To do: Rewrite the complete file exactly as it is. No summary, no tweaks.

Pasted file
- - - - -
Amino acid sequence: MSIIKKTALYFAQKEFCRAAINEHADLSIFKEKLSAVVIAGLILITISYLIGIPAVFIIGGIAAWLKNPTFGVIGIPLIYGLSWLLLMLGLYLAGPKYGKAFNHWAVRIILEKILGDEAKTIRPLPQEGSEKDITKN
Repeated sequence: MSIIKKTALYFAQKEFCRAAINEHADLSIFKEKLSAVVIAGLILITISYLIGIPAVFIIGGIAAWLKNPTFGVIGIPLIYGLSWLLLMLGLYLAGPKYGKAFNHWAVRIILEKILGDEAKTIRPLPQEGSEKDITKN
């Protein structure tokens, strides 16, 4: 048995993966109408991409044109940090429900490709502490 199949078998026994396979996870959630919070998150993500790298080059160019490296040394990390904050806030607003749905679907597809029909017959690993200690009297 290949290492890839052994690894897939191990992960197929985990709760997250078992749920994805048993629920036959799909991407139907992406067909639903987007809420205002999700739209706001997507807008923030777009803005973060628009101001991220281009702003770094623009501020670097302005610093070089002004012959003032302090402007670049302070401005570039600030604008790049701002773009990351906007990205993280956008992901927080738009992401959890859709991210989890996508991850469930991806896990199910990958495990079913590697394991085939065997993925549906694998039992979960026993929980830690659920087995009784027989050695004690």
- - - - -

Amino acid sequence: MSIIKKTALYFAQKEFCRAAINEHADLSIFKEKLSAVVIAGLILITISYLIGIPAVFIIGGIAAWLKNPTFGVIGIPLIYGLSWLLLMLGLYLAGPKYGKAFNHWAVRIILEKILGDEAKTIRPLPQEGSEKDITKN
Repeated sequence: MSIIKKTALYFAQKEFCRAAINEHADLSIFKEKLSAVVIAGLILITISYLIGIPAVFIIGGIAAWLKNPTFGVIGIPLIYGLSWLLLMLGLYLAGPKYGKAFNHWAVRIILEKILGDEAKTIRPLPQEGSEKDITKN
């Protein structure tokens, strides 16, 4: 048995993966109408991409044109940090429900490709502490 199949078998026994396979996870959630919070998150993500790298080059160019490296040394990390904050806030607003749905679907597809029909017959690993200690009297 290949290492890839052994690894897939191990992960197929985990709760997250078992749920994805048993629920036959799909991407139907992406067909639903987007809420205002999700739209706001997507807008923030777009803005973060628009101001991220281009702003770094623009501020670097302005610093070089002004012959003032302090402007670049302070401005570039600030604008790049701002773009990351906007990205993280956008992901927080738009992401959890859709991210989890996508991850469930991806896990199910990958495990079913590697394991085939065997993925549906694998039992979960026993929980830690659920087995009784027989050695004690």